Secretary of State William Galvin wants to know what’s going on in the governor’s office. Boston Globe’s Andrea Estes reports the secretary planned to file new legislation Tuesday to make many of the governor’s emails and other documents subject to the state’s public records law. As it stands now, the governor’s office, the judiciary, and the Legislature are all exempt from the state’s public records law.
Listen, I’m a Cowboys fan so the news about Tom Brady didn’t really impact me. But the real question here is whether Tom Brady actually loves the Pats and New England. It doesn’t seem like it. He didn’t mention them once in his retirement post.
But honestly, who really needs to worry about him when the best team in the NFL (and America’s Team) plays in Dallas, Texas. The only sad thing in all of this is you probably won’t make that much money betting (legally, and outside of Massachusetts, of course) on football anymore.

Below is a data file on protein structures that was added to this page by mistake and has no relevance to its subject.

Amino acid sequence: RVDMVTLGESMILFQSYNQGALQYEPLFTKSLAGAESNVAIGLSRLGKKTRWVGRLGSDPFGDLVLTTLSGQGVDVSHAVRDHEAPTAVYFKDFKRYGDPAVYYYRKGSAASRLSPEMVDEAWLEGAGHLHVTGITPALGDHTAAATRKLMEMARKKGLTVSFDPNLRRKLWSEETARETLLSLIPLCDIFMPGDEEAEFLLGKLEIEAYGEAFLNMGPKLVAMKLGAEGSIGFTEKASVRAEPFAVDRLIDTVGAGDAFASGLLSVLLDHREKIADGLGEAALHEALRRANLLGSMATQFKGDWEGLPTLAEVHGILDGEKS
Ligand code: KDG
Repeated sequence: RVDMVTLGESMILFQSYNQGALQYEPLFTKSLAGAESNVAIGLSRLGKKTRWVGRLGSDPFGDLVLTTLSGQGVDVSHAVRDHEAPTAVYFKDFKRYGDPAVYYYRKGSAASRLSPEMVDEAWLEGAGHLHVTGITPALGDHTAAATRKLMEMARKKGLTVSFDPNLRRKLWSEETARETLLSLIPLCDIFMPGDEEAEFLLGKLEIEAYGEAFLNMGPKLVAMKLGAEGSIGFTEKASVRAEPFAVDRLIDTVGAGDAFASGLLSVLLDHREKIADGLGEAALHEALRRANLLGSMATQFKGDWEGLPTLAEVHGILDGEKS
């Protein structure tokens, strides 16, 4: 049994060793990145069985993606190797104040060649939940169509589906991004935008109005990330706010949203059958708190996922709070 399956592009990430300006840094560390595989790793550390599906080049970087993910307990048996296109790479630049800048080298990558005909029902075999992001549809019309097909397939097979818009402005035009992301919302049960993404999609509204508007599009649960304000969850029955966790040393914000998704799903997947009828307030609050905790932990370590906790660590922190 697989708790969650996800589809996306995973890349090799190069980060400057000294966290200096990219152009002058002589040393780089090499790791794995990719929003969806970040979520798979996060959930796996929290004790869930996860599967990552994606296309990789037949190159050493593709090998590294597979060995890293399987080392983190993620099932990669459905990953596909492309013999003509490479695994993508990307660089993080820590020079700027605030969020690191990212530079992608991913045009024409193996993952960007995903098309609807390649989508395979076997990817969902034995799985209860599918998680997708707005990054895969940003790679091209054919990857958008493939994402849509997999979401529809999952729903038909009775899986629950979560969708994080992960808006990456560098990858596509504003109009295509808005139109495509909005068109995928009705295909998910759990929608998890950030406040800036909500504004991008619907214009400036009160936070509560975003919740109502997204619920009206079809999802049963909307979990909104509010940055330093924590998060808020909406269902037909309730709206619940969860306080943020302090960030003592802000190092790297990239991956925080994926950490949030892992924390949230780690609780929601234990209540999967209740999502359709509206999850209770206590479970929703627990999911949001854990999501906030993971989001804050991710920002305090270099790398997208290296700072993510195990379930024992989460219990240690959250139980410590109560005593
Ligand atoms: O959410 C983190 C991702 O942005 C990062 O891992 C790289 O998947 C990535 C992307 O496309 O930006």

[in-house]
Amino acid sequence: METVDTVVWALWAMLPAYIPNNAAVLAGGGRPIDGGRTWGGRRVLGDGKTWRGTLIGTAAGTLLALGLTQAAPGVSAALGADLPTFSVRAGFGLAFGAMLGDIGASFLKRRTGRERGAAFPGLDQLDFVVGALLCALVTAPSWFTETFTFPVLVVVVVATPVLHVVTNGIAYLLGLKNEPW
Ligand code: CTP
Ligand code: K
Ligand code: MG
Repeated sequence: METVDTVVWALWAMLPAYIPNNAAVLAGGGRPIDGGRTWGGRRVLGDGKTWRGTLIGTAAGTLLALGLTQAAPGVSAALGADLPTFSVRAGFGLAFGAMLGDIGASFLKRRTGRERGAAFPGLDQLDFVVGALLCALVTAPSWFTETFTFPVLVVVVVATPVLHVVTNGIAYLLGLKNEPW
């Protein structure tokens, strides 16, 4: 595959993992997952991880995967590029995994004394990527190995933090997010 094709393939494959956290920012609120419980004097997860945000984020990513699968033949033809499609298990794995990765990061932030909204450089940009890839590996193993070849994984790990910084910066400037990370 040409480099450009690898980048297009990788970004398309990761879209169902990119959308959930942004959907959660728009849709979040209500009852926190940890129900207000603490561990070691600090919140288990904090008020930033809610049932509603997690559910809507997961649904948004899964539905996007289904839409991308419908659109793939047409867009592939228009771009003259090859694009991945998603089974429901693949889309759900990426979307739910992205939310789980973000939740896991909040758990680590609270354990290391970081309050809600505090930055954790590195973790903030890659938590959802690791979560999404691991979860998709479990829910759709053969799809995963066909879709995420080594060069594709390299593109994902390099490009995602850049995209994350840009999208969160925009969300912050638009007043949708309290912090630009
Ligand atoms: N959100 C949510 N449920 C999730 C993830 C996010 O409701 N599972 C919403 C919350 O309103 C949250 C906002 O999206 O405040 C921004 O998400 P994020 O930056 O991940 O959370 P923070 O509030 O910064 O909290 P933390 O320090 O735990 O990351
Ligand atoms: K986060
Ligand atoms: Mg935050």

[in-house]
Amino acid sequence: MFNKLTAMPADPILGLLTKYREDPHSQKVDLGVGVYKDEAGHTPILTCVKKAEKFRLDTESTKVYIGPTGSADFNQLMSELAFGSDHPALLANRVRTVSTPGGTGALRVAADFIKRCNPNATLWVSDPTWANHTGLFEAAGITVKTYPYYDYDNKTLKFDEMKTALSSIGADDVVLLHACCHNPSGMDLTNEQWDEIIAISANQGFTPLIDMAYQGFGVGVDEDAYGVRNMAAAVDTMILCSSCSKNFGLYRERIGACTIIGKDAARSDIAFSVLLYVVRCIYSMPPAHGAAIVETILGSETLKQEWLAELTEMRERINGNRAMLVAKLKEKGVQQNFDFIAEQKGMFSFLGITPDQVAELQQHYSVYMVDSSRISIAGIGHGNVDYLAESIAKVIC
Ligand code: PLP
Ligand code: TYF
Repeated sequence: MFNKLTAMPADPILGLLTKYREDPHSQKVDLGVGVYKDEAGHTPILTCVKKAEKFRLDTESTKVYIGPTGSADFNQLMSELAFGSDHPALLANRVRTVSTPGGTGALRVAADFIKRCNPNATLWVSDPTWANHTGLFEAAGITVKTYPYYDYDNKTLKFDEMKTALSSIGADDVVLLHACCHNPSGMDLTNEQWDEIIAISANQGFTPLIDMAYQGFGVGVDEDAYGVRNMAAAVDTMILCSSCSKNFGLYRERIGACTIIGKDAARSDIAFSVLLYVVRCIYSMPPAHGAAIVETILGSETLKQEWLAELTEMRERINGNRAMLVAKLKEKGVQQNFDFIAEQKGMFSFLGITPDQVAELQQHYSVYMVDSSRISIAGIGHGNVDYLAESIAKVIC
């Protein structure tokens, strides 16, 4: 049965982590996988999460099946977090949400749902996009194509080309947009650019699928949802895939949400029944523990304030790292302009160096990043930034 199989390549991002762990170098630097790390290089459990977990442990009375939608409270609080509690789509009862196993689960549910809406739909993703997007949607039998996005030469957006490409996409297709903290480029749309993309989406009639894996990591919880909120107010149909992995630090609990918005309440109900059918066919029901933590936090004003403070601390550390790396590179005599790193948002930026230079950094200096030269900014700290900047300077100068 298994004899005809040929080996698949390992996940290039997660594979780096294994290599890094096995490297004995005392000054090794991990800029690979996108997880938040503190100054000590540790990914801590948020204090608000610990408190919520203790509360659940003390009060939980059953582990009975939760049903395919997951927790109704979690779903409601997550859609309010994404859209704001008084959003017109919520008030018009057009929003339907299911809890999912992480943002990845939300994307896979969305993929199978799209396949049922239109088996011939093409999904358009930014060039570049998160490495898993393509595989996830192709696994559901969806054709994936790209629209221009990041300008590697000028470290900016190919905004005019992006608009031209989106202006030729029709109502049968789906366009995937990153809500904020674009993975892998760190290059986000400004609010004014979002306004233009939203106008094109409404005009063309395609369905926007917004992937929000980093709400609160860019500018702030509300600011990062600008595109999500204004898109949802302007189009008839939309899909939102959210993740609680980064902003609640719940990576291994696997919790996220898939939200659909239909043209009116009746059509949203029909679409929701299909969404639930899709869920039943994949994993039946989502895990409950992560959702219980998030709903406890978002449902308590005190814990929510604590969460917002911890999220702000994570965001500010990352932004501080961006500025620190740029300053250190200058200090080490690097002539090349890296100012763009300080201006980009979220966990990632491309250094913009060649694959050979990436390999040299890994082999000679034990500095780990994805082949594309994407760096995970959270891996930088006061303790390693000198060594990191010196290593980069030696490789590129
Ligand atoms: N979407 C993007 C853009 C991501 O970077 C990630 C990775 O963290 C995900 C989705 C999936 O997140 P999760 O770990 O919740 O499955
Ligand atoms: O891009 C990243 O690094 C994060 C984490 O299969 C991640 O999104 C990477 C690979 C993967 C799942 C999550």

If you want a more sentimental take on Brady’s retirement, check out this piece from Boston Globe’s John Powers.
‘Desire’ to act on ARPA funds before session ends
A top House Democrat teased out some details for how and when the branch may consider what’s left of the state’s ARPA allocation. GBH News’ Mike Deehan reports House Ways and Means Chair Aaron Michlewitz said he expects the Legislature to use some of the remaining $2.55 billion to boost aid to Black-owned restaurants. As for a timeline? Michlewitz wasn’t specific but did say, “I think there is a desire to do something before the end of the session here.”
Worcester ordered to pay punitive damages in T&G case